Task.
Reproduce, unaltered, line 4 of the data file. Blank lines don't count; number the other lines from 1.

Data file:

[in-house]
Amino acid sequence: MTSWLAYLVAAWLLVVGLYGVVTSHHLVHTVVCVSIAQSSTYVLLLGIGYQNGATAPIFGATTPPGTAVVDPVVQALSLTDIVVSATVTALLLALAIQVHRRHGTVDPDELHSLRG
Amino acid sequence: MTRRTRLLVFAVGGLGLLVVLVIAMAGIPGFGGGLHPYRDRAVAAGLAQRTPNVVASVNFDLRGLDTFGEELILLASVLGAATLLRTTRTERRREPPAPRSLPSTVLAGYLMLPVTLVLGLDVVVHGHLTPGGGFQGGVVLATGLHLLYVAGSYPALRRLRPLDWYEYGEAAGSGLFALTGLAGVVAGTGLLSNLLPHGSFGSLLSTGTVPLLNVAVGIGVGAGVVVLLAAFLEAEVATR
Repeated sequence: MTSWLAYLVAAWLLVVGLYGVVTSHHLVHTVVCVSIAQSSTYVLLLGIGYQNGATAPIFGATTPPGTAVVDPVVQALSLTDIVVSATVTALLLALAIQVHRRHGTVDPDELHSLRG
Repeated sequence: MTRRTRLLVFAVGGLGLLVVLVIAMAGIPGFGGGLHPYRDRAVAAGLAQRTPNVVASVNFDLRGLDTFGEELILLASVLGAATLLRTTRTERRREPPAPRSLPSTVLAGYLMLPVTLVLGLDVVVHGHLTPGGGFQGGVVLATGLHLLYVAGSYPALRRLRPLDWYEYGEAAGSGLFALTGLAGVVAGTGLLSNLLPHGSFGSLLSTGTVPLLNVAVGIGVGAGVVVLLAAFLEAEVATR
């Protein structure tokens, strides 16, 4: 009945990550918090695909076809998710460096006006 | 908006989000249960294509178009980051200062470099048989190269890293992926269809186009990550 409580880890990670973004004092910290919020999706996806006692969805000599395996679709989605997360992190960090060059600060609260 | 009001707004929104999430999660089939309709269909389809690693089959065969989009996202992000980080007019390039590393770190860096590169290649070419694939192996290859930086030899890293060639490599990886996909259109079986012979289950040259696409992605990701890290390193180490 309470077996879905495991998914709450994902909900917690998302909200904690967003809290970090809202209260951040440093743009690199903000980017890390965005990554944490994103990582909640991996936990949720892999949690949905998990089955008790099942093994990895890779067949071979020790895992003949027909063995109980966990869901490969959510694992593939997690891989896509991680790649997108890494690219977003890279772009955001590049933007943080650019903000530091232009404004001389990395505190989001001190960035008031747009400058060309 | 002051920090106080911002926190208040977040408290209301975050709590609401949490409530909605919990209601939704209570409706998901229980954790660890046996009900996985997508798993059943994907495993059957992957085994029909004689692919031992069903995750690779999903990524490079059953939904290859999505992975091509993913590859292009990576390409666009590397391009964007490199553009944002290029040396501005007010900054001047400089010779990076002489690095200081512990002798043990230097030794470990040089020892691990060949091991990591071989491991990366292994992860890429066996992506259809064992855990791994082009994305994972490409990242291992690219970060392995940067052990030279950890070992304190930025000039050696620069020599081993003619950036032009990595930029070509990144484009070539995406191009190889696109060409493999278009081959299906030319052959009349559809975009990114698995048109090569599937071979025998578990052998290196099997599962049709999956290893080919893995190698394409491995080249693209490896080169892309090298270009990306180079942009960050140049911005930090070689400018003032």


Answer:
Repeated sequence: MTSWLAYLVAAWLLVVGLYGVVTSHHLVHTVVCVSIAQSSTYVLLLGIGYQNGATAPIFGATTPPGTAVVDPVVQALSLTDIVVSATVTALLLALAIQVHRRHGTVDPDELHSLRG